How does rising atmospheric CO2 affect marine organisms?

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Decadal-Scale Changes in Ocean Circulation
Bacon, S. 1998.  Decadal variability in the outflow from the Nordic seas to the deep Atlantic Ocean.  Nature 394: 871-874.

What Was Done
Hydrographic data were used to create a 40-year history of deep water outflow from the Nordic seas to the Atlantic Ocean.  This record was then compared with a corresponding record of polar air temperature.

What was learned
Over the past four decades, the deep water current approximately doubled and then returned to flows characteristic of the mid- to late-1950s.  These changes were correlated with the mean air temperature of the three winters that preceded each outflow value.  It was found that high outflows were associated with low air temperatures, and vice versa.

What it means
The data suggest that the Arctic and North Atlantic atmospheric and oceanic circulations are linked and that rising polar air temperatures may further weaken the Atlantic thermohaline circulation.  This tendency has been theorized to advance us toward a potentially rapid transition to an ice-age-type climate.  In the words of the author, however, "we cannot yet tell whether, or how much of, the variability reported here is normal or unusual."  But it does give one pause to consider the warning flag that has been raised by Wallace Broecker in this regard, i.e., the possibility that an initial CO2-induced greenhouse warming could in short course shut down the global deep-sea "conveyor belt" and rapidly propel the planet into a new ice age.  Then again, we have experienced temperatures significantly warmer than those of today during more than one period of the current interglacial without such dramatic changes occurring.  Hence, it is clear that we still have much to learn in this important area of study.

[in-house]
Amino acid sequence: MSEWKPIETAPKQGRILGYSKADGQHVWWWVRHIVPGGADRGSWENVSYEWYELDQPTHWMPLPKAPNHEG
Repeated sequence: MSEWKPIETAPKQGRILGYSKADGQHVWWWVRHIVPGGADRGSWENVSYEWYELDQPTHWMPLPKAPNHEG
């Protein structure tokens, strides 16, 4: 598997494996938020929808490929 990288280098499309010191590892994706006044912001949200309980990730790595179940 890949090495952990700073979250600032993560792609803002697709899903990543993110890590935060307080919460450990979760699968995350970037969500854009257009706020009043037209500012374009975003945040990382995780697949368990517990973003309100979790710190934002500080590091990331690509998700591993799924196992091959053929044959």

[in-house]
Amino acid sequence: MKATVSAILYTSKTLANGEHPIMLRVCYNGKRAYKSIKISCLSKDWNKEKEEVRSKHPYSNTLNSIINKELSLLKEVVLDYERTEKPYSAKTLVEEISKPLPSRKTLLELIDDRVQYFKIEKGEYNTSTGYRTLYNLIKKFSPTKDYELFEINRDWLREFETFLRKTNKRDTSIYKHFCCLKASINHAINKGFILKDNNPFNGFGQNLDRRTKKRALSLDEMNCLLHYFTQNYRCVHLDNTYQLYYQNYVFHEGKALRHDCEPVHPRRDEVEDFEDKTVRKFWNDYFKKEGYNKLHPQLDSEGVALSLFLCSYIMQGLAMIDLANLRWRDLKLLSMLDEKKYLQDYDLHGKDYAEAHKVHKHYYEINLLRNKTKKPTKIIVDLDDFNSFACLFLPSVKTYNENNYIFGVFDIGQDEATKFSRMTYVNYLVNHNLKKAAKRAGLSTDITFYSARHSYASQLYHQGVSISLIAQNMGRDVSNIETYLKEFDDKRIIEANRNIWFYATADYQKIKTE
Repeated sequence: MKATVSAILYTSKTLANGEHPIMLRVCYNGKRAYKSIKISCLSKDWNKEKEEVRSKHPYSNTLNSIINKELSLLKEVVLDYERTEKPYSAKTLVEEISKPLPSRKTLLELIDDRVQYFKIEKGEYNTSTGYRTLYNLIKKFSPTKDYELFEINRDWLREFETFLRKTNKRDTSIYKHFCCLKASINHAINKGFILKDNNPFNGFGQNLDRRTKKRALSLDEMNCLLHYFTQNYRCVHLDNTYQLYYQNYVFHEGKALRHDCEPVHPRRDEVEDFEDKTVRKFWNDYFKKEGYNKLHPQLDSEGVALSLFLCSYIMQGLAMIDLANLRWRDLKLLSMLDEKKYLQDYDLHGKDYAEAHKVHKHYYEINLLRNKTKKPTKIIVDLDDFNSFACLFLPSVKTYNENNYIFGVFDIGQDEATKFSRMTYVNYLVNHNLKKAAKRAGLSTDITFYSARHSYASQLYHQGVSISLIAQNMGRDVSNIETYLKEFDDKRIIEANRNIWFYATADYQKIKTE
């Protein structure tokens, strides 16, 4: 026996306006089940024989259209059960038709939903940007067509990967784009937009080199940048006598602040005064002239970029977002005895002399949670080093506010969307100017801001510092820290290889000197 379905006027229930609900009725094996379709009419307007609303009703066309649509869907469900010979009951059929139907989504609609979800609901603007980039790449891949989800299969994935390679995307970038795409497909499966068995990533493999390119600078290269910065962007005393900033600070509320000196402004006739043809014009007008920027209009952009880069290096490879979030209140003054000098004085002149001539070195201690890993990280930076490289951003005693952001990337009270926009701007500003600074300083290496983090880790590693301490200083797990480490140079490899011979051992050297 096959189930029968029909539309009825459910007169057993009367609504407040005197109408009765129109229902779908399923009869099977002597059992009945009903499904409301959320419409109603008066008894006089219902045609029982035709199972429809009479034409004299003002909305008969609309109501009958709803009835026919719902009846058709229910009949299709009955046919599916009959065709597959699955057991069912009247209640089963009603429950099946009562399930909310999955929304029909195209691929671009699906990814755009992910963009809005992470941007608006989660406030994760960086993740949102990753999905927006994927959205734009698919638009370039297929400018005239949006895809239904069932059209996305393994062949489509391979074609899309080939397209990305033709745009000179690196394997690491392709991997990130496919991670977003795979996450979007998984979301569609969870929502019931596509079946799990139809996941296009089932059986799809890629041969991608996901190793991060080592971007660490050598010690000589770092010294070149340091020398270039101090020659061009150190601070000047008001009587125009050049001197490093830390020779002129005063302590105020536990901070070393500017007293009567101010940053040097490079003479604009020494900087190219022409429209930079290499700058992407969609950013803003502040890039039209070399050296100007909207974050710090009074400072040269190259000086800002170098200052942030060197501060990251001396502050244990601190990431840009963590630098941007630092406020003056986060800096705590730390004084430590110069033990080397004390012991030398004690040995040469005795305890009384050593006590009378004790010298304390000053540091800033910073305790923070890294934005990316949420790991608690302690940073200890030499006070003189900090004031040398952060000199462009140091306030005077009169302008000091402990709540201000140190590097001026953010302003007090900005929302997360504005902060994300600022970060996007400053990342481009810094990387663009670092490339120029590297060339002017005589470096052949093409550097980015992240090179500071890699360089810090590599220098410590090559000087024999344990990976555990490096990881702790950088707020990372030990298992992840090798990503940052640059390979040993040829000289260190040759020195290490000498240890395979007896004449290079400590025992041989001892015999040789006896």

Reviewed 1 October 1998